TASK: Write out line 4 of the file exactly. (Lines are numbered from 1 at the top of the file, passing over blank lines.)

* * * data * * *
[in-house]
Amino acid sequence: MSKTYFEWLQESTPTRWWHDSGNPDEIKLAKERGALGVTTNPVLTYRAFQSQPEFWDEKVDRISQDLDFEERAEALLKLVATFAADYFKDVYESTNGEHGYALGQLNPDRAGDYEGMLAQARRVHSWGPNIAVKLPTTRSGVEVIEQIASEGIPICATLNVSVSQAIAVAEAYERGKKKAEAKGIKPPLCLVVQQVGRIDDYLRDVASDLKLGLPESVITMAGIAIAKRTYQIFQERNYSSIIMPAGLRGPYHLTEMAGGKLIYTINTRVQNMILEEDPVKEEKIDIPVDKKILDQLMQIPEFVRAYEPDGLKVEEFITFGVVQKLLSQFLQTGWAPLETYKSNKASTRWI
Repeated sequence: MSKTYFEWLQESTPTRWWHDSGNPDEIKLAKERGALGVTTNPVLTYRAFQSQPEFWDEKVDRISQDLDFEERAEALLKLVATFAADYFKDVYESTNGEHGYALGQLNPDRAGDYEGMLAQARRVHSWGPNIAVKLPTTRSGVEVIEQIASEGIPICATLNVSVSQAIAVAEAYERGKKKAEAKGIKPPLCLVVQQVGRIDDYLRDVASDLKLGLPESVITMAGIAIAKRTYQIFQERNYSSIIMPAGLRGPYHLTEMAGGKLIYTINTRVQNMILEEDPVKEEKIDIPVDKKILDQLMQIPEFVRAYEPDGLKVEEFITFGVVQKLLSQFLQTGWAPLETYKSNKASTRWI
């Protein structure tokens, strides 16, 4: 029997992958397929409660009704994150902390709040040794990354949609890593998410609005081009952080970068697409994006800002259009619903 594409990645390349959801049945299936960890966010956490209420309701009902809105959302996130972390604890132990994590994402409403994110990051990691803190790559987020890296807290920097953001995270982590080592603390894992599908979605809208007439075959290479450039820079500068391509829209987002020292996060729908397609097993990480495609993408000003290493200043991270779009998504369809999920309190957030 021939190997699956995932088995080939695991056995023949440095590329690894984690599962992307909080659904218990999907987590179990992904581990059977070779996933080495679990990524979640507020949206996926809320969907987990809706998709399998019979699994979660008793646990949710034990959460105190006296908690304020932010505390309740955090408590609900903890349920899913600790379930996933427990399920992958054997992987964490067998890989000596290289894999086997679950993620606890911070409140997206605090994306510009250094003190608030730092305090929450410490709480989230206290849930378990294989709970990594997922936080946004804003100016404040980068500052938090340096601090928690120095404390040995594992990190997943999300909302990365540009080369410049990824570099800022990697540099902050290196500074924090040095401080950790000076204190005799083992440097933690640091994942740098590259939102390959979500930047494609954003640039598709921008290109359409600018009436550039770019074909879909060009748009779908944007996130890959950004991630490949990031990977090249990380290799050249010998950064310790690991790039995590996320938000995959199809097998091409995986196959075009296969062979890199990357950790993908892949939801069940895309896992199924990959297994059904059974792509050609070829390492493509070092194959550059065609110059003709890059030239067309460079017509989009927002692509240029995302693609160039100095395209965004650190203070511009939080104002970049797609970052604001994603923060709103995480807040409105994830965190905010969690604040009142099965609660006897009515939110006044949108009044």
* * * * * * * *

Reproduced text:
């Protein structure tokens, strides 16, 4: 029997992958397929409660009704994150902390709040040794990354949609890593998410609005081009952080970068697409994006800002259009619903 594409990645390349959801049945299936960890966010956490209420309701009902809105959302996130972390604890132990994590994402409403994110990051990691803190790559987020890296807290920097953001995270982590080592603390894992599908979605809208007439075959290479450039820079500068391509829209987002020292996060729908397609097993990480495609993408000003290493200043991270779009998504369809999920309190957030 021939190997699956995932088995080939695991056995023949440095590329690894984690599962992307909080659904218990999907987590179990992904581990059977070779996933080495679990990524979640507020949206996926809320969907987990809706998709399998019979699994979660008793646990949710034990959460105190006296908690304020932010505390309740955090408590609900903890349920899913600790379930996933427990399920992958054997992987964490067998890989000596290289894999086997679950993620606890911070409140997206605090994306510009250094003190608030730092305090929450410490709480989230206290849930378990294989709970990594997922936080946004804003100016404040980068500052938090340096601090928690120095404390040995594992990190997943999300909302990365540009080369410049990824570099800022990697540099902050290196500074924090040095401080950790000076204190005799083992440097933690640091994942740098590259939102390959979500930047494609954003640039598709921008290109359409600018009436550039770019074909879909060009748009779908944007996130890959950004991630490949990031990977090249990380290799050249010998950064310790690991790039995590996320938000995959199809097998091409995986196959075009296969062979890199990357950790993908892949939801069940895309896992199924990959297994059904059974792509050609070829390492493509070092194959550059065609110059003709890059030239067309460079017509989009927002692509240029995302693609160039100095395209965004650190203070511009939080104002970049797609970052604001994603923060709103995480807040409105994830965190905010969690604040009142099965609660006897009515939110006044949108009044």